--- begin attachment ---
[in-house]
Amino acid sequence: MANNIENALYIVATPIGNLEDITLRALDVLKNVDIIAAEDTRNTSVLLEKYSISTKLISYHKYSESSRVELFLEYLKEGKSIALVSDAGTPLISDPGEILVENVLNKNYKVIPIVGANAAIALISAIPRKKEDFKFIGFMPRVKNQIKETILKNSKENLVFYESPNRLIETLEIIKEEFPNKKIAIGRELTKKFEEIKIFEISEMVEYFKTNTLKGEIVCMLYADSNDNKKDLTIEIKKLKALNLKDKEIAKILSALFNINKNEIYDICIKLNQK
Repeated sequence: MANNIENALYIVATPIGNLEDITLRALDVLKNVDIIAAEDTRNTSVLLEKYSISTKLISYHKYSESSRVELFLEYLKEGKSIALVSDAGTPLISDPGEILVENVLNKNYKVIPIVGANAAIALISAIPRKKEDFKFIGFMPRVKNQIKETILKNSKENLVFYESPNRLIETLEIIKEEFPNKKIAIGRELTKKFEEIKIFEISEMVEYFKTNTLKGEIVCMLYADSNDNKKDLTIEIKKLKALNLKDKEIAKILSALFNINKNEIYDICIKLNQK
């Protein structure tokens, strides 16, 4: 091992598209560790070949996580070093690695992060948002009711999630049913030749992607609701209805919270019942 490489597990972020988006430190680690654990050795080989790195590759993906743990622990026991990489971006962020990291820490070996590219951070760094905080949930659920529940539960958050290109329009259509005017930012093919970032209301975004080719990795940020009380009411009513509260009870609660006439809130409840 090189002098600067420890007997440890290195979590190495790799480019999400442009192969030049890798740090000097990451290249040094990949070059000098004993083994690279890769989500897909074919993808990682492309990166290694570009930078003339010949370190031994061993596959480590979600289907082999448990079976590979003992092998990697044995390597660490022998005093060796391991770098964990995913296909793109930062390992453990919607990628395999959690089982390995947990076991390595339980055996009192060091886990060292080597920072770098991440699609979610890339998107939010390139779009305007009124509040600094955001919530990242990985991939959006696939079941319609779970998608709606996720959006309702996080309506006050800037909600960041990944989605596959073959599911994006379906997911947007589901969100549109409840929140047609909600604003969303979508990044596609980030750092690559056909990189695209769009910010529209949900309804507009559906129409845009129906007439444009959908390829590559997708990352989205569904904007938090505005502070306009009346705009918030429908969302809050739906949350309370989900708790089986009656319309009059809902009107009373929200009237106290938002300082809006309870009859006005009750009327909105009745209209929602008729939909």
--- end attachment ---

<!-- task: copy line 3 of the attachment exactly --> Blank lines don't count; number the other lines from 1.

Repeated sequence: MANNIENALYIVATPIGNLEDITLRALDVLKNVDIIAAEDTRNTSVLLEKYSISTKLISYHKYSESSRVELFLEYLKEGKSIALVSDAGTPLISDPGEILVENVLNKNYKVIPIVGANAAIALISAIPRKKEDFKFIGFMPRVKNQIKETILKNSKENLVFYESPNRLIETLEIIKEEFPNKKIAIGRELTKKFEEIKIFEISEMVEYFKTNTLKGEIVCMLYADSNDNKKDLTIEIKKLKALNLKDKEIAKILSALFNINKNEIYDICIKLNQK